Statistics and analysts

Let’s talk about the importance of statistics for analysts

Since this is a major topic, and statistics (and math in general) has very common applications, I thought I’d take the time to write a bit about stats, and mostly – weird stuff we do with it.

How normal is normal?

The first subject is one that is often overlooked – the assumption of normality. 

Many of the statistical tests we learned about in different courses have an unbreakable bond with the assumption that the data we have is normally distributed.

But what if it’s not?

Well, I saw a lot of cases that just “assume” normality where there is none. Either by trying to normalize the database or just ignoring it, this can have disastrous consequences for plenty of reasons, but I think the most basic one is poor sampling quality/methodology.

Assumptions is the mother of all f***ups

And it’s no different here at all – if you assume something about your data, be prepared to find that everything is fine in your analysis – but the one thing you assumed was correct (and therefore – nothing is true)


Which leads us to sampling.

Let’s talk about sampling:

Why do we sample?

  • Because we don’t want to perform an action on the entire database.
  • Because it’ll be too expensive to perform an action on the entire database.
  • Because it’ll harm our initial intent if we should perform an action on the entire database (imagine that in order to diagnose disease of a person, we would draw all of their blood, instead of a sample)
  • Because it’ll take too much time to perform an action on the entire database, and many more reasons.

What, then, is the most important property for a sample to have?

It should represent the population it’s a sample of as best as possible.

(Choke full of rhetorical questions, aren’t I?)

This image shows four kinds of distributions – 

  • Normal/binomial

  • Left Skewed
  • Right Skewed
  • Binormal

Each can represent a different phenomenon (Right skewed can stand for the time people spend on your page/site, left skewed can be the distribution of prices for an electronics shop, Normal can be a satisfaction survey etc.)

If we want to sample the populations we can’t take the same sample for the left and right skewed distributions – right?

the uniform is evenly spread on all values, while the gamma distribution is very high on the low end and very very very low for high values (so called long right tail).

Now, if we want to run some tests (namely A/B tests) we’ll have to use a sample for it (if the change is catastrophic, it’s better we don’t lose our pants). 


This is exactly where quality sampling, which comes from knowing how the data is distributed, comes into play.

Now, to another burning issue with our understanding of statistics.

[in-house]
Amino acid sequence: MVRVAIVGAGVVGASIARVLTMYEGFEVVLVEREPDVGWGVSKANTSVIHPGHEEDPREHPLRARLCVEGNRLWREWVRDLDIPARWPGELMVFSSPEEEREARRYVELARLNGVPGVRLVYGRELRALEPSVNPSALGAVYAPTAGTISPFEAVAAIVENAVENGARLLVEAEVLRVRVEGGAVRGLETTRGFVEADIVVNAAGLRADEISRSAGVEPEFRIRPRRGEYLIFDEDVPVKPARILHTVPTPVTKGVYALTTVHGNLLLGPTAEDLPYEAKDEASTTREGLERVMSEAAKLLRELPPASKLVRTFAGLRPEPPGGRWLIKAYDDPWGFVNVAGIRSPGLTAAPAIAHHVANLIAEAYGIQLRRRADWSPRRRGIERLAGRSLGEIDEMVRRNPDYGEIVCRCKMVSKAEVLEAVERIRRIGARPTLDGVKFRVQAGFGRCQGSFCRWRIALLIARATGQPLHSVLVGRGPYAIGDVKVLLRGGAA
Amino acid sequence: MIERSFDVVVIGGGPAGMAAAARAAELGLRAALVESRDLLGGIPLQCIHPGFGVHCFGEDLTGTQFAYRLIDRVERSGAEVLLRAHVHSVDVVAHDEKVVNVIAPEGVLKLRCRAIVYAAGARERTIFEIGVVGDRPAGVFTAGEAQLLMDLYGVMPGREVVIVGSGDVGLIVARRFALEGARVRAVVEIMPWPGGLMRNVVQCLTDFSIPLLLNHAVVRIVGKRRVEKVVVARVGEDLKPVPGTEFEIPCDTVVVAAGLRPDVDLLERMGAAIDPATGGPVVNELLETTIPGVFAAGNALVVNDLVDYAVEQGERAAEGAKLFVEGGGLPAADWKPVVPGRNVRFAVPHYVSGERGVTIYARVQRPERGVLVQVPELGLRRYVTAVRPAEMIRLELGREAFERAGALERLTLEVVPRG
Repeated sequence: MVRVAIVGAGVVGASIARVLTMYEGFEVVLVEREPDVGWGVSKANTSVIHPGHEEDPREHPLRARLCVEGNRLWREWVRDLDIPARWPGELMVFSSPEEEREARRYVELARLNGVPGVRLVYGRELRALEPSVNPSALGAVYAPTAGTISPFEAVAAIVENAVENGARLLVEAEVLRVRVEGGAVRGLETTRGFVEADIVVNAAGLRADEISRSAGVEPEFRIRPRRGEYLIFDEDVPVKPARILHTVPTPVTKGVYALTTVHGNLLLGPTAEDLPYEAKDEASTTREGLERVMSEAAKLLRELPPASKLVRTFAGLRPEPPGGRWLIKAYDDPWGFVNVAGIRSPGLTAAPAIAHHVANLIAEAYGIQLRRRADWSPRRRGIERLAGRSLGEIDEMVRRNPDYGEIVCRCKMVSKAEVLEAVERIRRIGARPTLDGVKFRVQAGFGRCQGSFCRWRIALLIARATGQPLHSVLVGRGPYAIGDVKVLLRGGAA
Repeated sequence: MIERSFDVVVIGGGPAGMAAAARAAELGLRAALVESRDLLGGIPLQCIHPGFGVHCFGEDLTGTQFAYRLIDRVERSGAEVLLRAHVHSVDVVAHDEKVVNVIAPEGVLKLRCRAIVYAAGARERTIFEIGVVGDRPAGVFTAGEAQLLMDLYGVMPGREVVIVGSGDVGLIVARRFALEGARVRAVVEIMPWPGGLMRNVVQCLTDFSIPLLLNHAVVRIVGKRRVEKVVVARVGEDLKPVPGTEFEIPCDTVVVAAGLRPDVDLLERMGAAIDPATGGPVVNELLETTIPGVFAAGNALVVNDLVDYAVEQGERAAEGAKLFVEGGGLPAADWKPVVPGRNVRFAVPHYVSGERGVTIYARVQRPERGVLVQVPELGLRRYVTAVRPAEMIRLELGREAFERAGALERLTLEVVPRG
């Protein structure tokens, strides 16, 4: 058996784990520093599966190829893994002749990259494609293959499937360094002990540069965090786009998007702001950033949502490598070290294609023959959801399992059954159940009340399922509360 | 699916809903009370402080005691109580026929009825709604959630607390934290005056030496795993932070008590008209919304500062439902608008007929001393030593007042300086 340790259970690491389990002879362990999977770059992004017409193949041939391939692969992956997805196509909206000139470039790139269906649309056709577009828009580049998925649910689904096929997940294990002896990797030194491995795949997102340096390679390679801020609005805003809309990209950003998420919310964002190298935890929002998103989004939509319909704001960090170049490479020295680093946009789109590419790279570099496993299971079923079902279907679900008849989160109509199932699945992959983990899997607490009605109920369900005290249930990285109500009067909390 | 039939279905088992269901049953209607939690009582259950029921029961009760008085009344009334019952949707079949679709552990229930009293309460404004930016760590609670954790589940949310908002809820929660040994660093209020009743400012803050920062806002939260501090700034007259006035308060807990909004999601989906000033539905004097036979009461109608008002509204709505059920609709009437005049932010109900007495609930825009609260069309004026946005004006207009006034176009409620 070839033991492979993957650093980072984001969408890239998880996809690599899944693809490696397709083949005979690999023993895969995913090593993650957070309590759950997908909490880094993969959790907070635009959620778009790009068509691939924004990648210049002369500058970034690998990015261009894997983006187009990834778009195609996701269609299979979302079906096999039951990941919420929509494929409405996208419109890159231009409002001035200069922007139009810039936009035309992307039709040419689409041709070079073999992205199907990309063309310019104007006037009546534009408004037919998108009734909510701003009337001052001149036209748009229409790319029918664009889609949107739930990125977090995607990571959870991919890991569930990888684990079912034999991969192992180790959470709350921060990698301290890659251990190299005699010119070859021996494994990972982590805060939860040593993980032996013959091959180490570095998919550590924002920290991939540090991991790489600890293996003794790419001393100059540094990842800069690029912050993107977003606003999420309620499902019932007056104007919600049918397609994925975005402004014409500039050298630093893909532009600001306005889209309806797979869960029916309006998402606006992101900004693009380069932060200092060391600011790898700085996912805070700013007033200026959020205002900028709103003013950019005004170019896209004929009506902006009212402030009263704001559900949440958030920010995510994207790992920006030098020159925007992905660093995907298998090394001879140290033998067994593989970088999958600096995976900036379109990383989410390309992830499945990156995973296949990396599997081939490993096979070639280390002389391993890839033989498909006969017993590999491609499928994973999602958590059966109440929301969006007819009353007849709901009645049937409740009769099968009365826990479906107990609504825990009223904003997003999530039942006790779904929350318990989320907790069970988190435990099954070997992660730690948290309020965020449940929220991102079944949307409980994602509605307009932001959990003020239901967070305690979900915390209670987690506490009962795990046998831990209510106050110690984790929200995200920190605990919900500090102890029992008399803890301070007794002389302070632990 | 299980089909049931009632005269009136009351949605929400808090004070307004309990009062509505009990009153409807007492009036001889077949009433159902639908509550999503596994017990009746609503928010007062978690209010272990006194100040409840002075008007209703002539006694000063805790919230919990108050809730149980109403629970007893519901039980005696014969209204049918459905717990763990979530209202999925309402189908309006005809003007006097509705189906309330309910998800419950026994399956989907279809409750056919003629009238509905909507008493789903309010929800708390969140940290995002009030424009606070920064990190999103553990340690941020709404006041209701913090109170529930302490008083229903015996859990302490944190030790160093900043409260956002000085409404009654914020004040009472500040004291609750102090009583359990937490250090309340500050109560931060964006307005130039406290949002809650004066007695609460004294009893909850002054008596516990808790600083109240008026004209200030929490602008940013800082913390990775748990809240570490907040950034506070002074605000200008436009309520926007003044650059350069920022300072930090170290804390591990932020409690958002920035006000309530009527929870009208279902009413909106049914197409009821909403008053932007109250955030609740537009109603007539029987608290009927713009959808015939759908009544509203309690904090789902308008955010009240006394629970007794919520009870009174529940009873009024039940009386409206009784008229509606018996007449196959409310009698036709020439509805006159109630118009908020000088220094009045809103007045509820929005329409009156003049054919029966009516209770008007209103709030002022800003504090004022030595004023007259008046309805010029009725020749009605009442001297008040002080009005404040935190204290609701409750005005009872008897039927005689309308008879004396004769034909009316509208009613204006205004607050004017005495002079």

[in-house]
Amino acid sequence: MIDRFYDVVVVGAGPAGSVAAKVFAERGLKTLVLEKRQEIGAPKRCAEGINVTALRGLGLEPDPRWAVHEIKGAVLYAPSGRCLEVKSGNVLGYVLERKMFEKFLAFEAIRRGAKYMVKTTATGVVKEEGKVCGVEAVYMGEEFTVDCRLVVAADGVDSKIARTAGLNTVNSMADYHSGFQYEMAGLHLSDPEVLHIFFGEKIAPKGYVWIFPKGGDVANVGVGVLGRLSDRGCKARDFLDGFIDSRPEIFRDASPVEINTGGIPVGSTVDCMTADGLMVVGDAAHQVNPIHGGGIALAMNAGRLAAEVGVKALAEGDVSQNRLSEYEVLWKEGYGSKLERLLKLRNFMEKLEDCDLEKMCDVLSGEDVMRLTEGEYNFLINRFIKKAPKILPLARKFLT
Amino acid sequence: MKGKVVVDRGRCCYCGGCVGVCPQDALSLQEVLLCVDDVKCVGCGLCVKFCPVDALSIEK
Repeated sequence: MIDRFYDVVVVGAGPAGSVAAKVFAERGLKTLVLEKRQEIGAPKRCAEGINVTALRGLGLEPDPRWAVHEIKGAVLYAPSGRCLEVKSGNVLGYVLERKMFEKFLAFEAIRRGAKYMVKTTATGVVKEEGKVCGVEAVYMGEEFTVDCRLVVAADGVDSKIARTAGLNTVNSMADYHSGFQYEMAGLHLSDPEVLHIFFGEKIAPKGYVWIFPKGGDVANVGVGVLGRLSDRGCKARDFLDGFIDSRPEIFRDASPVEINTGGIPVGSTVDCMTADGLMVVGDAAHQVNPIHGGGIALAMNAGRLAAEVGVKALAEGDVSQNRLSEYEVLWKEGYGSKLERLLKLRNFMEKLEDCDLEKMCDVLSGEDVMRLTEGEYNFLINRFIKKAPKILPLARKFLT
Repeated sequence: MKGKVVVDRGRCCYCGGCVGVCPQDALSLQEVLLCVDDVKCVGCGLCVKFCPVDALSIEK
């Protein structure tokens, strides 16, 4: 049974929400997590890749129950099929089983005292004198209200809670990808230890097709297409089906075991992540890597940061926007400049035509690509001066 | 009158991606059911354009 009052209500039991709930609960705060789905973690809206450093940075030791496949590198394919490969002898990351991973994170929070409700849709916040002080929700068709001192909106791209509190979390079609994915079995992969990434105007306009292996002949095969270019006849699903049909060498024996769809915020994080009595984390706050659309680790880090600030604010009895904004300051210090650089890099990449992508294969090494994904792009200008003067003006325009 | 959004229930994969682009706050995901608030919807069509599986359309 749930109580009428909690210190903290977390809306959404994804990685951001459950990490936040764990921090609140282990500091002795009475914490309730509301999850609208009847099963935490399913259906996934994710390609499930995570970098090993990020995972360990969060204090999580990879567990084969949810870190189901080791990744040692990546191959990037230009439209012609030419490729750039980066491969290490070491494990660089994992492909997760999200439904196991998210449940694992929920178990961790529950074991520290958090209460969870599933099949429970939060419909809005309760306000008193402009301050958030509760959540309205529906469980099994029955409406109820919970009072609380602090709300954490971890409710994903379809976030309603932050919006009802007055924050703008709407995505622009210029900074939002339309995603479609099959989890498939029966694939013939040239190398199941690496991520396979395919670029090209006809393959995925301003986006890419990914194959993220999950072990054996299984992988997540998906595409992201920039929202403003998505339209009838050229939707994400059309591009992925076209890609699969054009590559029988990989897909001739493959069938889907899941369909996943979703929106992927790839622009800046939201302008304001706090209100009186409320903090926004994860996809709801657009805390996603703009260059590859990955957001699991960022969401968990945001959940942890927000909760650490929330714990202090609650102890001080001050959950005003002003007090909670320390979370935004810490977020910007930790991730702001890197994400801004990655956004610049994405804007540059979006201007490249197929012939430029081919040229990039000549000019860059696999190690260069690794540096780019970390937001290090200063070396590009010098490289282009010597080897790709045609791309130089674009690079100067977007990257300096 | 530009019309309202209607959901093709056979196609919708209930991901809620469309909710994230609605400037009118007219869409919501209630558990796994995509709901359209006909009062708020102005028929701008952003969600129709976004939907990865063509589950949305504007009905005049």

The Problem with Percentages

”Lies, damned lies and statistics.” 

Most people who use this quote either understand statistics very well or not at all – those in the middle almost never use it (which is a good thing, it’s annoying).


Lately, since I’ve been answering some questions from readers (so yeah, feel free to ask some more here), it looks like I’ve started reaching more and more people – and look at that growth rate! I’m reaching 3000% more people since 3 years ago! Hooray! I’m on the top of the world and all that.


Well, we can pretty easily see the problem with this unyielding enthusiasm, and maybe stop for a moment and say that the absolute figures are somewhat short of spectacular.

That is, one of the things about presenting a ratio is that it presents only that ratio. It doesn’t have any nuance – and I want to encourage you to take this into account any time you see a ratio.

So, fine, great, you can’t use a ratio to show progress, what’s next?

Well, this is where context comes in – you can use a ratio, but you have to be very mindful of what that ratio actually represents. You have to know how to keep the ratio in proportion (excuse the pun).

That is, we can take the conversion rate between purchases and purchase sum – but only the 4 sigmas around the average (assuming normal distribution*). Or we take all products that have at least p purchases, so we know our decisions have some scale.

The main takeaway point here is that data, in itself, is meaningless. It’s numbers in the air (Fugayzi, fugazi and all that jazz). Every piece of information you work with only has meaning if you can create that meaning around it and attach that meaning to your domain.

Just a reminder that I still take questions in PM’s, in public and through carrier pigeons (though they’re somewhat less reliable).

* Someone please remind me to discuss that assumption sometime.

More to explore

Well-defined processes and deserts

This post emphasizes the significance of clear definitions in data analysis. It provides examples of poorly defined questions and suggests ways to improve their clarity for accurate analysis. Additionally, it offers an interesting answer to the question of “Where’s the world’s biggest desert?”

Analysis Paralysis

Analysis Paralysis

Don't be a stranger!
Contact me

right here!

Leave a Reply

Your email address will not be published. Required fields are marked *